High Court Mulls Appellate Restraints on Criminal Shackling (1)

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By Jordan S. Rubin

When Justice Stephen G. Breyer hypothesizes out loud about people in court being bound, gagged, and hanged upside down while wearing body armor, that could signal something more than a humdrum technical argument at the Supreme Court.

Even though the justices didn’t directly tackle whether it’s constitutional to routinely shackle criminal defendants in court, some of the substance and feeling behind the question of “liberty,” as some members of the court characterized it, seeped into the March 26 argument in United States v. Sanchez-Gomez.

When the high court agreed to hear the case, it declined to take up whether it was constitutional for federal courts in Southern California to routinely shackle criminal defendants. The U.S. Court of Appeals for the Ninth Circuit ruled it wasn’t.

Instead the justices looked at a narrower issue: whether the Ninth Circuit even had authority to consider the policy challenge.

Different justices focused on different parts of that question at argument. But in some instances, it was suggested that the substance of the shackling issue was bound up in the procedural aspect.

But Breyer and his colleagues tackled elements of the appellate issue in varying ways. This included whether they should send the case back to the Ninth Circuit, leaving in doubt on what grounds the court might rule and for whom.

Can They Appeal? And How?

Four defendants challenged the shackling policy while their cases were pending at the trial court level. They had been charged with illegal reentry, drug offenses, and other crimes.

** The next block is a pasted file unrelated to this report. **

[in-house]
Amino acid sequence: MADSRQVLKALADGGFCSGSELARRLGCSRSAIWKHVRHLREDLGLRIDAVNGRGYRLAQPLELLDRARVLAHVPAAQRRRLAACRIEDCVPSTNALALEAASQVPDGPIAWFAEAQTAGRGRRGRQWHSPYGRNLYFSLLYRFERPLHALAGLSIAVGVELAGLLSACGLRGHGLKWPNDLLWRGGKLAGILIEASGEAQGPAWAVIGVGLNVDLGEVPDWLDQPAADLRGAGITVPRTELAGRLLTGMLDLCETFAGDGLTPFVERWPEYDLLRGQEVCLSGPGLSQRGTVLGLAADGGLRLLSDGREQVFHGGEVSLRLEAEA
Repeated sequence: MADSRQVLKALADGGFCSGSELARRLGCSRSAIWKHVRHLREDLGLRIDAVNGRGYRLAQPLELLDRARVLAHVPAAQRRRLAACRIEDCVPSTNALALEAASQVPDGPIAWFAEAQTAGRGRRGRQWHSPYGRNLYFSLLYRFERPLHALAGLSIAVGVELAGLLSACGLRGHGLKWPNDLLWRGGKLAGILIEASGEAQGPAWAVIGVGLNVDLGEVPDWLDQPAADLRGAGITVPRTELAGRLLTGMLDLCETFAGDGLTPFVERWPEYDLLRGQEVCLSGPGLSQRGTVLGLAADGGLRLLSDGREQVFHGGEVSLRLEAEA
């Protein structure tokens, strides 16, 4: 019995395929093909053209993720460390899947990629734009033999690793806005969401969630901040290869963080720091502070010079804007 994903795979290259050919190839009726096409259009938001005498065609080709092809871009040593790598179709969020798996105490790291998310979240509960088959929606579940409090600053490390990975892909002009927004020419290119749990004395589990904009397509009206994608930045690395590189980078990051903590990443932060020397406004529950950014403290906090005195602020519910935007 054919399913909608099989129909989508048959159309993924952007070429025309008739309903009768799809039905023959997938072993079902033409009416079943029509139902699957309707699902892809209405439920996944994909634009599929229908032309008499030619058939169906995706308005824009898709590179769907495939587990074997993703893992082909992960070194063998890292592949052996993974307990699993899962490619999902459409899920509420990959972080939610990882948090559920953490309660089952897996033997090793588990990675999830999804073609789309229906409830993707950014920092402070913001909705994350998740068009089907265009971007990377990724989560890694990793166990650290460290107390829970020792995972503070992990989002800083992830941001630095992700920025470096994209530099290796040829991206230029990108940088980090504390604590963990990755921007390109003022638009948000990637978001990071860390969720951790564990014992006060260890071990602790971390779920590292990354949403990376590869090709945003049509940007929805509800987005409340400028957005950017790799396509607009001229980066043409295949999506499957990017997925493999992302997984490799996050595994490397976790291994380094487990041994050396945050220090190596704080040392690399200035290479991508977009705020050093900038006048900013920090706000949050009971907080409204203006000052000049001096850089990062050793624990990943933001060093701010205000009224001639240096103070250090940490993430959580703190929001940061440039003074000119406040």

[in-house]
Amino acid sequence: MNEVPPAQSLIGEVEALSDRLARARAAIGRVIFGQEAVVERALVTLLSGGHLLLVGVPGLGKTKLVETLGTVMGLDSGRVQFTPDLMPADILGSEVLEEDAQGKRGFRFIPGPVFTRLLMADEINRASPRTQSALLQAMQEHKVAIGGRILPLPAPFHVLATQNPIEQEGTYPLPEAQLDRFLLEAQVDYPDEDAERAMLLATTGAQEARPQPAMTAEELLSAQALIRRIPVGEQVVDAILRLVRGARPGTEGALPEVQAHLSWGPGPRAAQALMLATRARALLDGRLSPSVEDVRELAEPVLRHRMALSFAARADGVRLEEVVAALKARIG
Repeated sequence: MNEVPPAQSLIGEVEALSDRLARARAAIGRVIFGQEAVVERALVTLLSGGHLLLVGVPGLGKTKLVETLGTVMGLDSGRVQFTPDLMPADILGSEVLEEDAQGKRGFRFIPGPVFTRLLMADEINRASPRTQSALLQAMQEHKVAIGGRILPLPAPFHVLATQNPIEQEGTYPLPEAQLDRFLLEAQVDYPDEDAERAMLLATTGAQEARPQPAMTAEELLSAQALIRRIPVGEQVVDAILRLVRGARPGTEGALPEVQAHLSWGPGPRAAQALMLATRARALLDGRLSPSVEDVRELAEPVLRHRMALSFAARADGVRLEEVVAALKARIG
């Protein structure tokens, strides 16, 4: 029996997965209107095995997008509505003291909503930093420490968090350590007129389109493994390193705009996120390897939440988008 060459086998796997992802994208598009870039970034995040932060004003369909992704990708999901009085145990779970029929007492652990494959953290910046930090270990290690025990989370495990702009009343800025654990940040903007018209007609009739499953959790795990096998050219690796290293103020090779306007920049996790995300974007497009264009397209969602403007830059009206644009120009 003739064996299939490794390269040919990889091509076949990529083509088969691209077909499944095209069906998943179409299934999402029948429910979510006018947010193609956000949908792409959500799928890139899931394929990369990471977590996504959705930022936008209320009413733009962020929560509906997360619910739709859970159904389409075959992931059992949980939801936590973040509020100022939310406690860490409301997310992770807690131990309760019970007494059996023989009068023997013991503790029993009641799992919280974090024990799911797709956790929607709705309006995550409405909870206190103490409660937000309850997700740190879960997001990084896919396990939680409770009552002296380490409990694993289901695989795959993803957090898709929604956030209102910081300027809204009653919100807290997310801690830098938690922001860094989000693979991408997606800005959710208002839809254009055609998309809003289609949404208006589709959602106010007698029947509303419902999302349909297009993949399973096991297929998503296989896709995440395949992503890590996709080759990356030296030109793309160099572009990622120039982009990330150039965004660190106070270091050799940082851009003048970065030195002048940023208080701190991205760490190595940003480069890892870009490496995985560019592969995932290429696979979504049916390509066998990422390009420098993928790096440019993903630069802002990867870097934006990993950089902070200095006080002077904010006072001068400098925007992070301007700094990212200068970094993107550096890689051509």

In scrutinizing the Ninth Circuit’s ruling that the policy was unlawful under the Fifth Amendment’s due process clause, a good deal of the argument centered on whether the challengers were allowed to appeal their shackling while the cases were pending, and under what legal mechanism.

Allon Kedem, assistant to the U.S. solicitor general, said the challengers couldn’t bring their claims because their cases were pending. So they weren’t appealing “final orders” as required by statute, he said.

Justice Anthony M. Kennedy pushed back on the idea that their trials needed to end first.

“It seems to me there may well be a legal violation in shackling people, particularly people with disabilities and so forth, and that doesn’t have anything to do with the trial,” he said.

The notion of being able to challenge shackling outside the context of a trial appeal led Breyer to ask about the “very hypothetical” bound, gagged, upside down defendant.

“If, by some chance, they have a policy in a court, a federal court of the United States, that people will come in bound and gagged in body armor, hung upside down, O.K., you’re saying even if that’s so, that person in this country has no way of challenging that order,” he said to Kedem.

Kedem said that hypothetical defendant could bring a mandamus petition, an extraordinary filing that can allow appellate courts to make lower courts enforce certain rights.

“There would be a clear abuse of discretion” in Breyer’s scenario, Kedem conceded.

So then why can’t the challengers here have brought mandamus petitions? Breyer asked.

This case is different, Kedem said, in effect.